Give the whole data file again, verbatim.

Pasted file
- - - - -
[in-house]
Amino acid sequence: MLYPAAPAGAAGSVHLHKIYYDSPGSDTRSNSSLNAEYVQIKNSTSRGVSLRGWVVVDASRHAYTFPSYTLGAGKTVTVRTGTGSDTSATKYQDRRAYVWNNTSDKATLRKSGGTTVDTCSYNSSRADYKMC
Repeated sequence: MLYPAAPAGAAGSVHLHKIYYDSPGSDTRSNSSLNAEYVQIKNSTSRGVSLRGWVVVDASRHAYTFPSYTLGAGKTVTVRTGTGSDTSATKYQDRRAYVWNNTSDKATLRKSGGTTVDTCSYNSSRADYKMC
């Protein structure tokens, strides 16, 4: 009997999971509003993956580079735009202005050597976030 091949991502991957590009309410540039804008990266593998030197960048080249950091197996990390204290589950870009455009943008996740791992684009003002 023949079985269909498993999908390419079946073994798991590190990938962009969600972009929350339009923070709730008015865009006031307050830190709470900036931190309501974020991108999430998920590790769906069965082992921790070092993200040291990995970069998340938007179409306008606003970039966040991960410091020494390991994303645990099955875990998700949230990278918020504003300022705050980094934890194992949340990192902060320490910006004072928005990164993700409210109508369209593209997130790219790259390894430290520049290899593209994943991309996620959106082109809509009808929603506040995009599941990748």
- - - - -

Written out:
[in-house]
Amino acid sequence: MLYPAAPAGAAGSVHLHKIYYDSPGSDTRSNSSLNAEYVQIKNSTSRGVSLRGWVVVDASRHAYTFPSYTLGAGKTVTVRTGTGSDTSATKYQDRRAYVWNNTSDKATLRKSGGTTVDTCSYNSSRADYKMC
Repeated sequence: MLYPAAPAGAAGSVHLHKIYYDSPGSDTRSNSSLNAEYVQIKNSTSRGVSLRGWVVVDASRHAYTFPSYTLGAGKTVTVRTGTGSDTSATKYQDRRAYVWNNTSDKATLRKSGGTTVDTCSYNSSRADYKMC
């Protein structure tokens, strides 16, 4: 009997999971509003993956580079735009202005050597976030 091949991502991957590009309410540039804008990266593998030197960048080249950091197996990390204290589950870009455009943008996740791992684009003002 023949079985269909498993999908390419079946073994798991590190990938962009969600972009929350339009923070709730008015865009006031307050830190709470900036931190309501974020991108999430998920590790769906069965082992921790070092993200040291990995970069998340938007179409306008606003970039966040991960410091020494390991994303645990099955875990998700949230990278918020504003300022705050980094934890194992949340990192902060320490910006004072928005990164993700409210109508369209593209997130790219790259390894430290520049290899593209994943991309996620959106082109809509009808929603506040995009599941990748």